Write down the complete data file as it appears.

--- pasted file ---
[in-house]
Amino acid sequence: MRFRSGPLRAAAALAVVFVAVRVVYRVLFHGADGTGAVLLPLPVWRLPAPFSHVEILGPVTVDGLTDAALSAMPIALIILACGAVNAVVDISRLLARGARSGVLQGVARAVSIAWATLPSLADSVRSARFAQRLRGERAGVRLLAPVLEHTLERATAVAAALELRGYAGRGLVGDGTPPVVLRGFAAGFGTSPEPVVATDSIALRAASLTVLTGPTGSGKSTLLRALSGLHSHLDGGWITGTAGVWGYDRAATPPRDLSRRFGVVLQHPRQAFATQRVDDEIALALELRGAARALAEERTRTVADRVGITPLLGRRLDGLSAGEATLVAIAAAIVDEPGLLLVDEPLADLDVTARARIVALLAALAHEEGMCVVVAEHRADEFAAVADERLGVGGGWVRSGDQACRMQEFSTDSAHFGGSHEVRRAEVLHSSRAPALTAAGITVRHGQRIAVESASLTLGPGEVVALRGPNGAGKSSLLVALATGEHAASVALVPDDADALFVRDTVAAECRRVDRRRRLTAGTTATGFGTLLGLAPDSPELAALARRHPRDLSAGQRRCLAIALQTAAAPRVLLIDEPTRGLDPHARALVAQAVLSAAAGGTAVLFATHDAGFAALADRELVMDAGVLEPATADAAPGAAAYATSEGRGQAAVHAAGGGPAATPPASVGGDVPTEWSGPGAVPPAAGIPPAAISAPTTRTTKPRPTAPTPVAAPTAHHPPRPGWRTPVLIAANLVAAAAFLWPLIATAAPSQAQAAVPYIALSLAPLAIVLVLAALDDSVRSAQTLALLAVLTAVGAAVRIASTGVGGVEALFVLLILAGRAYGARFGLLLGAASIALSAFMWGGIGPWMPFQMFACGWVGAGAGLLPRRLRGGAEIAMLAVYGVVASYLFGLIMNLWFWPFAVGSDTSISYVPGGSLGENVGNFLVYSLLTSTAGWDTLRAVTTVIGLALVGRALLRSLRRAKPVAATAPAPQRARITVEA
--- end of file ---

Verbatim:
[in-house]
Amino acid sequence: MRFRSGPLRAAAALAVVFVAVRVVYRVLFHGADGTGAVLLPLPVWRLPAPFSHVEILGPVTVDGLTDAALSAMPIALIILACGAVNAVVDISRLLARGARSGVLQGVARAVSIAWATLPSLADSVRSARFAQRLRGERAGVRLLAPVLEHTLERATAVAAALELRGYAGRGLVGDGTPPVVLRGFAAGFGTSPEPVVATDSIALRAASLTVLTGPTGSGKSTLLRALSGLHSHLDGGWITGTAGVWGYDRAATPPRDLSRRFGVVLQHPRQAFATQRVDDEIALALELRGAARALAEERTRTVADRVGITPLLGRRLDGLSAGEATLVAIAAAIVDEPGLLLVDEPLADLDVTARARIVALLAALAHEEGMCVVVAEHRADEFAAVADERLGVGGGWVRSGDQACRMQEFSTDSAHFGGSHEVRRAEVLHSSRAPALTAAGITVRHGQRIAVESASLTLGPGEVVALRGPNGAGKSSLLVALATGEHAASVALVPDDADALFVRDTVAAECRRVDRRRRLTAGTTATGFGTLLGLAPDSPELAALARRHPRDLSAGQRRCLAIALQTAAAPRVLLIDEPTRGLDPHARALVAQAVLSAAAGGTAVLFATHDAGFAALADRELVMDAGVLEPATADAAPGAAAYATSEGRGQAAVHAAGGGPAATPPASVGGDVPTEWSGPGAVPPAAGIPPAAISAPTTRTTKPRPTAPTPVAAPTAHHPPRPGWRTPVLIAANLVAAAAFLWPLIATAAPSQAQAAVPYIALSLAPLAIVLVLAALDDSVRSAQTLALLAVLTAVGAAVRIASTGVGGVEALFVLLILAGRAYGARFGLLLGAASIALSAFMWGGIGPWMPFQMFACGWVGAGAGLLPRRLRGGAEIAMLAVYGVVASYLFGLIMNLWFWPFAVGSDTSISYVPGGSLGENVGNFLVYSLLTSTAGWDTLRAVTTVIGLALVGRALLRSLRRAKPVAATAPAPQRARITVEA